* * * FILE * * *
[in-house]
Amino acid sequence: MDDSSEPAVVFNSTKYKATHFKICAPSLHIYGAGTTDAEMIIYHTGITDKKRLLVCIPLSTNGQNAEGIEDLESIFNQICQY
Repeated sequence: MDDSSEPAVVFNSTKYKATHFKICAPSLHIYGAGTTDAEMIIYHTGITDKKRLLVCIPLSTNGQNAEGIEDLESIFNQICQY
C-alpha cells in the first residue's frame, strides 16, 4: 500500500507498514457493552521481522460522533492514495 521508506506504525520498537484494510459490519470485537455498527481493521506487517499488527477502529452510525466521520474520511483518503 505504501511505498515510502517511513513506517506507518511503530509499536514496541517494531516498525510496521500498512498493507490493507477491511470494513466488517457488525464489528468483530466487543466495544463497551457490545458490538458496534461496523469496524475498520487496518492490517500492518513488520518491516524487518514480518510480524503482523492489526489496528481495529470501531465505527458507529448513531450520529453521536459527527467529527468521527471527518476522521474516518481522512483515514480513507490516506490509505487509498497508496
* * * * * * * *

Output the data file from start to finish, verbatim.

[in-house]
Amino acid sequence: MDDSSEPAVVFNSTKYKATHFKICAPSLHIYGAGTTDAEMIIYHTGITDKKRLLVCIPLSTNGQNAEGIEDLESIFNQICQY
Repeated sequence: MDDSSEPAVVFNSTKYKATHFKICAPSLHIYGAGTTDAEMIIYHTGITDKKRLLVCIPLSTNGQNAEGIEDLESIFNQICQY
C-alpha cells in the first residue's frame, strides 16, 4: 500500500507498514457493552521481522460522533492514495 521508506506504525520498537484494510459490519470485537455498527481493521506487517499488527477502529452510525466521520474520511483518503 505504501511505498515510502517511513513506517506507518511503530509499536514496541517494531516498525510496521500498512498493507490493507477491511470494513466488517457488525464489528468483530466487543466495544463497551457490545458490538458496534461496523469496524475498520487496518492490517500492518513488520518491516524487518514480518510480524503482523492489526489496528481495529470501531465505527458507529448513531450520529453521536459527527467529527468521527471527518476522521474516518481522512483515514480513507490516506490509505487509498497508496